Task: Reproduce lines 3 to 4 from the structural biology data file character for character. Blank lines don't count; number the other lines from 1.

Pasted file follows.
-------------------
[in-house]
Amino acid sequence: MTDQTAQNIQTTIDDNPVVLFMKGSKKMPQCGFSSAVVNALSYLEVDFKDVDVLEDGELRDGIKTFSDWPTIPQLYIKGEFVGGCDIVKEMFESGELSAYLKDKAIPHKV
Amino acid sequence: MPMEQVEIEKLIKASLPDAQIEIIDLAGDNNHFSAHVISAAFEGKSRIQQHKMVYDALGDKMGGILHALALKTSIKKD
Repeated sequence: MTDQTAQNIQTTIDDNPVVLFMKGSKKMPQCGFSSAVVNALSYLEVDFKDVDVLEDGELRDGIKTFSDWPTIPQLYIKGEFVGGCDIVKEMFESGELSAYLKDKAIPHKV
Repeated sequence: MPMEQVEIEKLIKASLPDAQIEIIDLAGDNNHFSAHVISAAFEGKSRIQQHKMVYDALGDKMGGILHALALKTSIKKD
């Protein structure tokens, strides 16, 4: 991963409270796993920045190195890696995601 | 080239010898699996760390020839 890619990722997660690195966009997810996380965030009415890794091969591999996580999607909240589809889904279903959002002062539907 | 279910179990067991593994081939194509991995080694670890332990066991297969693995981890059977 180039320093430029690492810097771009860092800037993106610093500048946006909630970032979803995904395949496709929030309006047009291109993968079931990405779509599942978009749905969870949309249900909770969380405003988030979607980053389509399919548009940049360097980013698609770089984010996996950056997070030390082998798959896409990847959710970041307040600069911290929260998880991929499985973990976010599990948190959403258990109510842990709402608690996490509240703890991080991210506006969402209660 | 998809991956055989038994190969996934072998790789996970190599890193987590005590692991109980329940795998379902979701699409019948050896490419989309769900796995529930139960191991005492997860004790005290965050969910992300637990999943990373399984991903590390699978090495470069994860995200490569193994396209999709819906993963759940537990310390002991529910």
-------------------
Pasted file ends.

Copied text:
Amino acid sequence: MPMEQVEIEKLIKASLPDAQIEIIDLAGDNNHFSAHVISAAFEGKSRIQQHKMVYDALGDKMGGILHALALKTSIKKD
Repeated sequence: MTDQTAQNIQTTIDDNPVVLFMKGSKKMPQCGFSSAVVNALSYLEVDFKDVDVLEDGELRDGIKTFSDWPTIPQLYIKGEFVGGCDIVKEMFESGELSAYLKDKAIPHKV